Should You Use the Same Bank for Your Personal and Business Checking Accounts?
Individuals and business have very different banking needs.
Businesses often handle large volumes of cash, write a huge number of checks, and need bookkeeping help from the bank. Individuals are more likely to use a ATMs and have a lower volume of transactions.
To serve the differing needs of business and customers, banks offer checking accounts specially designed for businesses.
Opening a business checking account can be a good first step towards starting your own business.
Though many banks offer business checking accounts, you may wonder whether it makes sense to just open your business accounts at the bank that you use for your personal banking.
There are upsides and downsides to this strategy.
What is a Business Checking Account?
First, you need to know what makes a business checking account different from a personal checking account.
Business checking accounts operate very similarly to personal checking accounts. You get a checkbook that you can use to write checks for your business’ purchases. You can also easily transfer money into and out of the account. However, there are a few key differences from a personal account.
One common difference is that there is a charge for cash deposits to business accounts. You may only be allowed to make a few thousand dollars in cash deposits each month. Cash deposits above that amount will incur a small fee, usually less than 0.5%. This is important to know if you run a cash-heavy business. The other fees attached to the account will also be different.
Business checking accounts are designed to meet the specialized needs of businesses. They give business owners a way to separate their personal finances from their business finances. This is important for a few reasons.
One is that keeping your finances separate makes it much easier to keep track of your business’ income and expenditures. This can help you when it comes time to file taxes as you can clearly see your revenues and business expenses.
Another reason is that keeping your finances separate is essential to maintaining the legal protections that businesses get.
For example, mixing your personal and business finances is one good way to lose the limited liability protection offered by an LLC.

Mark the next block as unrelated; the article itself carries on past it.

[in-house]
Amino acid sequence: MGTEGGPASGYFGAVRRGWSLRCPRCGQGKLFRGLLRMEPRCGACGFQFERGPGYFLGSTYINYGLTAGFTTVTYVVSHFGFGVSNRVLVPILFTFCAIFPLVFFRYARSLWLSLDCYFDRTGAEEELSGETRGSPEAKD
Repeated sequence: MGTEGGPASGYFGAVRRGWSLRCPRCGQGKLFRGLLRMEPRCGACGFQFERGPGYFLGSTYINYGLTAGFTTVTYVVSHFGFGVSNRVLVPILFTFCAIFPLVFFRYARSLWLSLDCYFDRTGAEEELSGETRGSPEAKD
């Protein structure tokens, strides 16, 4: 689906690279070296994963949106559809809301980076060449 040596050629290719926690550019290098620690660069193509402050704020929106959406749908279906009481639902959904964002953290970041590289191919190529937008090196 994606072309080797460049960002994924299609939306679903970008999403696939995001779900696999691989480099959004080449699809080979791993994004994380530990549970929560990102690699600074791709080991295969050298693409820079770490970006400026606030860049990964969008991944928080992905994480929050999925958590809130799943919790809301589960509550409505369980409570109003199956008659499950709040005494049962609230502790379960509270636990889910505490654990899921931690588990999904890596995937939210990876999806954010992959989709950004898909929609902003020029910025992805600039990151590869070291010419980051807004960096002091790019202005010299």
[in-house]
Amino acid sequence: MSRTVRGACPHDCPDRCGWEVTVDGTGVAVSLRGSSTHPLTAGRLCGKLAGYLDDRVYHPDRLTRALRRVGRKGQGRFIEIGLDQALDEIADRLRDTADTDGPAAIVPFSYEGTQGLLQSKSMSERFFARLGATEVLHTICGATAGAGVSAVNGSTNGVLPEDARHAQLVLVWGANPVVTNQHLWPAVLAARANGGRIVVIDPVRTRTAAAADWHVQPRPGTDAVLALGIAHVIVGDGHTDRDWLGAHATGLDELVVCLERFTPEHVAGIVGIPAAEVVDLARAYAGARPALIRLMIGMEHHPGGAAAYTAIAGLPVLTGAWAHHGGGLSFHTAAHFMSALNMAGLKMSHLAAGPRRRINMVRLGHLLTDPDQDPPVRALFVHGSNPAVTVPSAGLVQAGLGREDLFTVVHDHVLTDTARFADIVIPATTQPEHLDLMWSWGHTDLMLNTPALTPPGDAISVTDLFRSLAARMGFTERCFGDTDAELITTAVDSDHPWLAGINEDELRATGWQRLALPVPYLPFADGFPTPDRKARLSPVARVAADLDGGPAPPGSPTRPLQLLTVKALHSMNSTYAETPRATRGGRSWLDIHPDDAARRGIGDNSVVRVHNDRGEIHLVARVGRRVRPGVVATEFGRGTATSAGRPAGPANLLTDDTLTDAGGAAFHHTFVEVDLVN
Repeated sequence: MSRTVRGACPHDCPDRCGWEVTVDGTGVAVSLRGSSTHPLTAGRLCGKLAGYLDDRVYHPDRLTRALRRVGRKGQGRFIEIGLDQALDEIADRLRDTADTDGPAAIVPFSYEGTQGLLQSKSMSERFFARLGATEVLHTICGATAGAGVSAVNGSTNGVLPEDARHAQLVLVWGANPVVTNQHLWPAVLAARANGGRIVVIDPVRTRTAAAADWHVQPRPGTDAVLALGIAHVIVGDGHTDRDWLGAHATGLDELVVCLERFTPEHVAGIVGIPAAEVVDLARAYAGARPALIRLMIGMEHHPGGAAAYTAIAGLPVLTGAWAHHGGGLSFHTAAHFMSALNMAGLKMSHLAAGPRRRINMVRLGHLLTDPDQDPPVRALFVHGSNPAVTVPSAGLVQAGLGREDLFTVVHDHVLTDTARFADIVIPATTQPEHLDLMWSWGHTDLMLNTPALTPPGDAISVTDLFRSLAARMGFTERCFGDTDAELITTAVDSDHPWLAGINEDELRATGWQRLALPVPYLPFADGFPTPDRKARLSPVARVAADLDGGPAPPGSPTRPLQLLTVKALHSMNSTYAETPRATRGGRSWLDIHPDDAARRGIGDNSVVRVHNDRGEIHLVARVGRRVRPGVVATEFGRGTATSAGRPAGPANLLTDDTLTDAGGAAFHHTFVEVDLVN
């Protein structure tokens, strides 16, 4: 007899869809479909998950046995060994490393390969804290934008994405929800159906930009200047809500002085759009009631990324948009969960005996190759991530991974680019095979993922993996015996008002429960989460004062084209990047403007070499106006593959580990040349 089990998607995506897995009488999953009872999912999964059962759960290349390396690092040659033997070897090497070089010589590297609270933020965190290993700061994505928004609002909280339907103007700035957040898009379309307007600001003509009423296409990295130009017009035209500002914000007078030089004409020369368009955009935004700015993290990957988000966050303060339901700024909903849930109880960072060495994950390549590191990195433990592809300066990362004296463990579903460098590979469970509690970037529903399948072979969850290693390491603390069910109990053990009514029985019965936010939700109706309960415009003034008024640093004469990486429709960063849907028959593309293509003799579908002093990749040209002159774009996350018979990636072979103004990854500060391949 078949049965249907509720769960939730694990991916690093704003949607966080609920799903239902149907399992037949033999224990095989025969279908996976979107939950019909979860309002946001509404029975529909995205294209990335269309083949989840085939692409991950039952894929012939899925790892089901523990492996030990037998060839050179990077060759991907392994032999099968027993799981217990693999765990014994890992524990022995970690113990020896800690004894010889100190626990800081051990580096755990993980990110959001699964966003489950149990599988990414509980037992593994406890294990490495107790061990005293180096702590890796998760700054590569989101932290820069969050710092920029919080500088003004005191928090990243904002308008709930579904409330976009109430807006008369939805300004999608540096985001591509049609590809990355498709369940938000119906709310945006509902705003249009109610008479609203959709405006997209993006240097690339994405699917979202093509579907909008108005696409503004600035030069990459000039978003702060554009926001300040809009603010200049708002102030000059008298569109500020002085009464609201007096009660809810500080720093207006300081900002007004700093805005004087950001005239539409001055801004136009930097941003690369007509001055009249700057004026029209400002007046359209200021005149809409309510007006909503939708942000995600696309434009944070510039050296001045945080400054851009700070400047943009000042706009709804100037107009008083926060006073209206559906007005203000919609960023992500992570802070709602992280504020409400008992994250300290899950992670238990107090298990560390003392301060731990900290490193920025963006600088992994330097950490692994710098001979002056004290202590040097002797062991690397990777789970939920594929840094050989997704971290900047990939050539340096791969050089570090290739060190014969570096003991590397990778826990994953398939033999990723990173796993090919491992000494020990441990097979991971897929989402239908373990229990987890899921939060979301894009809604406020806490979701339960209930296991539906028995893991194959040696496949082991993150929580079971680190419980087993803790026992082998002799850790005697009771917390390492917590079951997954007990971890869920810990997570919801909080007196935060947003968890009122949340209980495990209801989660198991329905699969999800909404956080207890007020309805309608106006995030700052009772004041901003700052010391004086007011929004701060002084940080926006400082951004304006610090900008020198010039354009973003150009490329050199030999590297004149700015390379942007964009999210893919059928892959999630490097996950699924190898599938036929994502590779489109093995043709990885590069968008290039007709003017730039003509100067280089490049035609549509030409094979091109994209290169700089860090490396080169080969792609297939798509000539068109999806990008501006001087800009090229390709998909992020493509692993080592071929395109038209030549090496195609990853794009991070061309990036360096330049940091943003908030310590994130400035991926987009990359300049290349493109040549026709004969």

Who Can Open a Business Checking Account?
Anyone can open a business checking account, so long as they own a business. Thankfully, it’s relatively easy to start a business in the US, and you can get a business checking account even without a lot of extra paperwork.
If you have a hobby that generates some income for you, such as woodworking, painting, or writing, you are a small business owner.
Just like people who own more typical businesses such as a landscaping company or a restaurant, you’re eligible to open a business checking account.
Most banks will require some proof of your business’ existence to open an account for you. Income statements, invoices and similar documents can help.
Having an Employer Identification Number (EIN), which you can get from the IRS for free, will help.
Opening a business checking account will help your business appear more professional.
For example, your checks will include your business’ name in addition to your own.
You’ll also get access to the services offered by your bank to business customers, and any applicable legal protections. The only downside is the fees and having a new account to manage.
Why It Makes Sense
There are a few reasons you might want to open your business checking account at the bank you use for your personal account.
Easier to manage and transfer money
The first reason is simply convenience.
You already have your accounts with a bank, so why not use it for your business accounts? You can handle your business banking needs when you visit the bank for your personal banking needs.
No need to make an extra trip. You’ll also already be familiar with the bank’s services, website, and mobile application. That will make it easier to know how to use your new account.
Another benefit is that transfers between your business checking and your personal checking accounts will be immediate.
If you have your accounts at different banks, it could take days for transactions to clear and for money to become available.
Another benefit of keeping your business and personal accounts at the same bank is the potential for relationship discounts.
Banks want their customers to deposit as much of their money as they possibly can. The bank uses the money you deposit to fund loans and do other things that generate a profit for the bank.
Each dollar you deposit at another bank is one less dollar that your bank can use to make a profit.
Because banks want to manage as much of your money as possible, they will give customers who deposit a lot of money discounts.